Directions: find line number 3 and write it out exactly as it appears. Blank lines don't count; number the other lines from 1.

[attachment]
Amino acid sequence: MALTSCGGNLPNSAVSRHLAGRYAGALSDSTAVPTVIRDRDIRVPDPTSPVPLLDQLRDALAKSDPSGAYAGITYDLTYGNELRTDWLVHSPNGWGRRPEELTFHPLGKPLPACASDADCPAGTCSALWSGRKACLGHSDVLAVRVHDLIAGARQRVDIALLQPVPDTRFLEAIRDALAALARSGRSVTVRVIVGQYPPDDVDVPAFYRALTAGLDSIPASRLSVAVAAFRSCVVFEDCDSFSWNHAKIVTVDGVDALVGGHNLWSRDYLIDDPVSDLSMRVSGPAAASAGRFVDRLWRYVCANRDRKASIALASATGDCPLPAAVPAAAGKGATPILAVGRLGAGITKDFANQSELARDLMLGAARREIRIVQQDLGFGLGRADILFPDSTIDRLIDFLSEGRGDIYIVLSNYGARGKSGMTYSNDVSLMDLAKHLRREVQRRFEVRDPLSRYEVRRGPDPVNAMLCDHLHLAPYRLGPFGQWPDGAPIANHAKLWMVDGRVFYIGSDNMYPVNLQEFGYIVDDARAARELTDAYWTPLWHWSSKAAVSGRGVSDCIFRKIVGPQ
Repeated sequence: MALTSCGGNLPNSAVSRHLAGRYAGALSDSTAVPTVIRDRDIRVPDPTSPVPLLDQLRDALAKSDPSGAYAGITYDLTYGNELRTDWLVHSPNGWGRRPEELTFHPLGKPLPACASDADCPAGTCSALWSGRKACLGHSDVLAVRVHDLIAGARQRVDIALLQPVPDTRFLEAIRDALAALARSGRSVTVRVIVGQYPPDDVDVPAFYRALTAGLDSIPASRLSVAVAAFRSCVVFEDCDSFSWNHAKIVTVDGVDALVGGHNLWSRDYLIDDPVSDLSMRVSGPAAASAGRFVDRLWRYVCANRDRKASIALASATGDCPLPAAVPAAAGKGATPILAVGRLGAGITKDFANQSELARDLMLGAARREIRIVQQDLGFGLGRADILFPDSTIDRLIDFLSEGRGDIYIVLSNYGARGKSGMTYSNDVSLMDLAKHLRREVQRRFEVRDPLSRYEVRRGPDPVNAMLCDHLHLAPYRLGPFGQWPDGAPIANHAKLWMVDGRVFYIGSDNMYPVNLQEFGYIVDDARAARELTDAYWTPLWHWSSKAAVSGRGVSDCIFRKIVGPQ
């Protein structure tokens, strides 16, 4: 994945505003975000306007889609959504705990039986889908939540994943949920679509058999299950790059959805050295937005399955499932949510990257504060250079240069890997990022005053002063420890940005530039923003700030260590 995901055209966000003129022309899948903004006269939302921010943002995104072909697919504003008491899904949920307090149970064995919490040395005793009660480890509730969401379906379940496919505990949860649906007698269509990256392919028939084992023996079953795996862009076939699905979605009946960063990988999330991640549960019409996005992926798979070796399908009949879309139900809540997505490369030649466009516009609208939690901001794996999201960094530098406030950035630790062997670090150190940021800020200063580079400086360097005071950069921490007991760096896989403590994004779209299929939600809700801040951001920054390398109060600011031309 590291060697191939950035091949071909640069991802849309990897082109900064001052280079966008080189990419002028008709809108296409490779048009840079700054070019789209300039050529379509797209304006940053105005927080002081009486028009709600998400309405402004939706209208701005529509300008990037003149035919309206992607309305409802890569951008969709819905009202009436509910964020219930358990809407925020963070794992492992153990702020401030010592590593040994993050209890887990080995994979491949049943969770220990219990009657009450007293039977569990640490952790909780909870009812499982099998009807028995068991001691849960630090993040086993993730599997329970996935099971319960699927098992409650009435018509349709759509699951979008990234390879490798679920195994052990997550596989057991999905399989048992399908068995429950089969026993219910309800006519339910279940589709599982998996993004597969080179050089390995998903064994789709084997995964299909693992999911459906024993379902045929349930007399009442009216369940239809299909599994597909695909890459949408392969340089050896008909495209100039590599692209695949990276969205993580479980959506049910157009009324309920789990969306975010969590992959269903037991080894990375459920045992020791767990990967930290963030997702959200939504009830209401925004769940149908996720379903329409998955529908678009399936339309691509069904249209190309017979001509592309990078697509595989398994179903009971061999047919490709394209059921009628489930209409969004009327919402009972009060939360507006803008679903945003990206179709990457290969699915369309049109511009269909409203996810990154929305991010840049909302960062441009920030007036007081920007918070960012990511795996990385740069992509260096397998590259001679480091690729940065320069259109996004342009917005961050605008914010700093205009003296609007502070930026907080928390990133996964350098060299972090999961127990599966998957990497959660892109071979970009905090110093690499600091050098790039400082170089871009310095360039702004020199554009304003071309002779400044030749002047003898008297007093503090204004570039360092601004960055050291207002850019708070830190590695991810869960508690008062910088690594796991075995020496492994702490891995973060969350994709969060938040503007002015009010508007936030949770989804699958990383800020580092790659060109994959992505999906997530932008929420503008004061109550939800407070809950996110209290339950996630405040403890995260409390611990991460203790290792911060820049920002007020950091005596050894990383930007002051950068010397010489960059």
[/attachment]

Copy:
């Protein structure tokens, strides 16, 4: 994945505003975000306007889609959504705990039986889908939540994943949920679509058999299950790059959805050295937005399955499932949510990257504060250079240069890997990022005053002063420890940005530039923003700030260590 995901055209966000003129022309899948903004006269939302921010943002995104072909697919504003008491899904949920307090149970064995919490040395005793009660480890509730969401379906379940496919505990949860649906007698269509990256392919028939084992023996079953795996862009076939699905979605009946960063990988999330991640549960019409996005992926798979070796399908009949879309139900809540997505490369030649466009516009609208939690901001794996999201960094530098406030950035630790062997670090150190940021800020200063580079400086360097005071950069921490007991760096896989403590994004779209299929939600809700801040951001920054390398109060600011031309 590291060697191939950035091949071909640069991802849309990897082109900064001052280079966008080189990419002028008709809108296409490779048009840079700054070019789209300039050529379509797209304006940053105005927080002081009486028009709600998400309405402004939706209208701005529509300008990037003149035919309206992607309305409802890569951008969709819905009202009436509910964020219930358990809407925020963070794992492992153990702020401030010592590593040994993050209890887990080995994979491949049943969770220990219990009657009450007293039977569990640490952790909780909870009812499982099998009807028995068991001691849960630090993040086993993730599997329970996935099971319960699927098992409650009435018509349709759509699951979008990234390879490798679920195994052990997550596989057991999905399989048992399908068995429950089969026993219910309800006519339910279940589709599982998996993004597969080179050089390995998903064994789709084997995964299909693992999911459906024993379902045929349930007399009442009216369940239809299909599994597909695909890459949408392969340089050896008909495209100039590599692209695949990276969205993580479980959506049910157009009324309920789990969306975010969590992959269903037991080894990375459920045992020791767990990967930290963030997702959200939504009830209401925004769940149908996720379903329409998955529908678009399936339309691509069904249209190309017979001509592309990078697509595989398994179903009971061999047919490709394209059921009628489930209409969004009327919402009972009060939360507006803008679903945003990206179709990457290969699915369309049109511009269909409203996810990154929305991010840049909302960062441009920030007036007081920007918070960012990511795996990385740069992509260096397998590259001679480091690729940065320069259109996004342009917005961050605008914010700093205009003296609007502070930026907080928390990133996964350098060299972090999961127990599966998957990497959660892109071979970009905090110093690499600091050098790039400082170089871009310095360039702004020199554009304003071309002779400044030749002047003898008297007093503090204004570039360092601004960055050291207002850019708070830190590695991810869960508690008062910088690594796991075995020496492994702490891995973060969350994709969060938040503007002015009010508007936030949770989804699958990383800020580092790659060109994959992505999906997530932008929420503008004061109550939800407070809950996110209290339950996630405040403890995260409390611990991460203790290792911060820049920002007020950091005596050894990383930007002051950068010397010489960059």